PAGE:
The Senate’s top Republican said Tuesday that he opposes military intervention in Syria, breaking days of silence on a proposed resolution authorizing the use of force in the war-torn country.
“I will be voting against this resolution,” Senate Minority Leader Mitch McConnell, R-Ky., said on the Senate floor in his first public remarks addressing the proposed resolution to respond to the Syrian regime's reported use of chemical weapons. “A vital national security risk is clearly not at play.”
“The president’s proposal seems fundamentally flawed, since if it’s too narrow, it may not deter [Syrian President Bashar] Assad's use of chemical weapons, but if it’s too broad, it risks jeopardizing the security of these same stockpiles, essentially putting them into the hands of extremists,” he added.
McConnell is the last of the four congressional leaders to announce his position on Syria and the only one to oppose President Barack Obama’s call for strikes in response to Assad’s reported use of chemical weapons. House Minority Leader Nancy Pelosi, D-Calif., and Senate Majority Leader Harry Reid, D-Nev., have both publicly backed the authorization; so has House Speaker John Boehner, R-Ohio, McConnell’s Republican counterpart in the House.
A test vote on the resolution was expected on Wednesday, but Reid delayed the procedural move amid the emergence of a potential diplomatic deal to address the chemical weapons as well as mounting opposition to the president's original proposal.
McConnell said that a new proposal by Russia, Syria’s backer, that could transfer the chemical weapons stockpile to international control would be worth “exploring.”
But, he added, destroying chemical weapons is “extremely challenging” and such an agreement is still “a long way off.”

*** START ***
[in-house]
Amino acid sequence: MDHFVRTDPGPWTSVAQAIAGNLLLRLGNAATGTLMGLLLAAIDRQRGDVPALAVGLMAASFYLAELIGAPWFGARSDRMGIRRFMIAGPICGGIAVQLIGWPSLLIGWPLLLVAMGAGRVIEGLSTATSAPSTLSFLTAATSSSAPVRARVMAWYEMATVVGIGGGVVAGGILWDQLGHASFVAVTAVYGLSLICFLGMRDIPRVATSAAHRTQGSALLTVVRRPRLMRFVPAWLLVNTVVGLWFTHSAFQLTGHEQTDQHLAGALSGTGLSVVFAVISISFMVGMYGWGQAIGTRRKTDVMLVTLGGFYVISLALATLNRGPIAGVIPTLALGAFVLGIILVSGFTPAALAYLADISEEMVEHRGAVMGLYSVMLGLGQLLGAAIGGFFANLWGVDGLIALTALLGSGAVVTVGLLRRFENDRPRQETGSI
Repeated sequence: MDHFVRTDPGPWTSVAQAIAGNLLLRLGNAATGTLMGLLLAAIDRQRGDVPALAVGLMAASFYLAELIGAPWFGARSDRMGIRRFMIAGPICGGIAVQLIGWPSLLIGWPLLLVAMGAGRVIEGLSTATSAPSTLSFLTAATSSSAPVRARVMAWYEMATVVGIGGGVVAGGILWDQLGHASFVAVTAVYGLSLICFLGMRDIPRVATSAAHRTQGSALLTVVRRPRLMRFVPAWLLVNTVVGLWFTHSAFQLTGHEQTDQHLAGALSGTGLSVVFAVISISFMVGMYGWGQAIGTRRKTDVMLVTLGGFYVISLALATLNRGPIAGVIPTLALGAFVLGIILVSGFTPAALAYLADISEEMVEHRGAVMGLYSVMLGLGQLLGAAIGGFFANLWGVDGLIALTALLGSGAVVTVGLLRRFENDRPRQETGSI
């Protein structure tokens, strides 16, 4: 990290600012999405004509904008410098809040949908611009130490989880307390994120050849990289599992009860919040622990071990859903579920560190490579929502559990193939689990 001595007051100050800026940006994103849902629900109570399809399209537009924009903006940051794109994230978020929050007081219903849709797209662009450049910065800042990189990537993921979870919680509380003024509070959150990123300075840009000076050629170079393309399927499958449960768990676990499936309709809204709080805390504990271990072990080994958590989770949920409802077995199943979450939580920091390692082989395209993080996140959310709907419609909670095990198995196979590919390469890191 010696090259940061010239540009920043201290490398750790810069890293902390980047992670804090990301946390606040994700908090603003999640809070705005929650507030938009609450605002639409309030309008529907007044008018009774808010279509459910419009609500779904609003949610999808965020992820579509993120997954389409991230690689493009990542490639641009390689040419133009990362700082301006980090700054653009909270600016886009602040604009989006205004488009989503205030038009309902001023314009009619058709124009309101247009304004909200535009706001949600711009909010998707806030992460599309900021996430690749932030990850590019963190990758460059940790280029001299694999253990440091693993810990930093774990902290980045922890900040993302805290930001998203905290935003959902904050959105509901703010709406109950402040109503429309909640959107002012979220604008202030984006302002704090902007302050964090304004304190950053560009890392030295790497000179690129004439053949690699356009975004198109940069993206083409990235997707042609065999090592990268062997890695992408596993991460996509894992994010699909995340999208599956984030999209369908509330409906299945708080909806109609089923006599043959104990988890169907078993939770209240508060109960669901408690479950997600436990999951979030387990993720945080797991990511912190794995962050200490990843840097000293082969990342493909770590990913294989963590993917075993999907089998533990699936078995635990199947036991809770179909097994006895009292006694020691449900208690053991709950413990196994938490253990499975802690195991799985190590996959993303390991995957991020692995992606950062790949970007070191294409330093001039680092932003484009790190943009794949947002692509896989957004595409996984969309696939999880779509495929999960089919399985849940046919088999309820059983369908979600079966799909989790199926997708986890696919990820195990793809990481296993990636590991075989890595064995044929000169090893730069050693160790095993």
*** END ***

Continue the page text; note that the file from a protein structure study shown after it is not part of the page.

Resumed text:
McConnell is facing a primary challenge in his home state of Kentucky. His rival, businessman Matt Bevin, said on MSNBC’s The Daily Rundown last week that he “adamantly” opposes military action and that McConnell had failed to show “leadership” on the Syria issue by waiting to announce his position.
A spokeswoman for Bevin offered mock "congratulations" to McConnell for "finally coming off the sidelines" on the issue only after public opinion showed overwhelming opposition to military action.
"Once it looked increasingly clear that the strikes will not happen, Sen. McConnell read the tea leaves," Bevin spokeswoman Sarah Durand said.
In his remarks Tuesday, the MConnell said that his opposition to the resolution should not be interpreted as shift towards 'isolationism.'
“I've never been an isolationist, and a vote against this resolution shouldn't be confused by anyone as a turn in that direction,” he said. "But just as the most committed isolationist could be convinced of the need for intervention under the right circumstances when confronted with a threat, so too do the internationalists among us believe that all interventions are not created equal. And this proposal just does not stand up."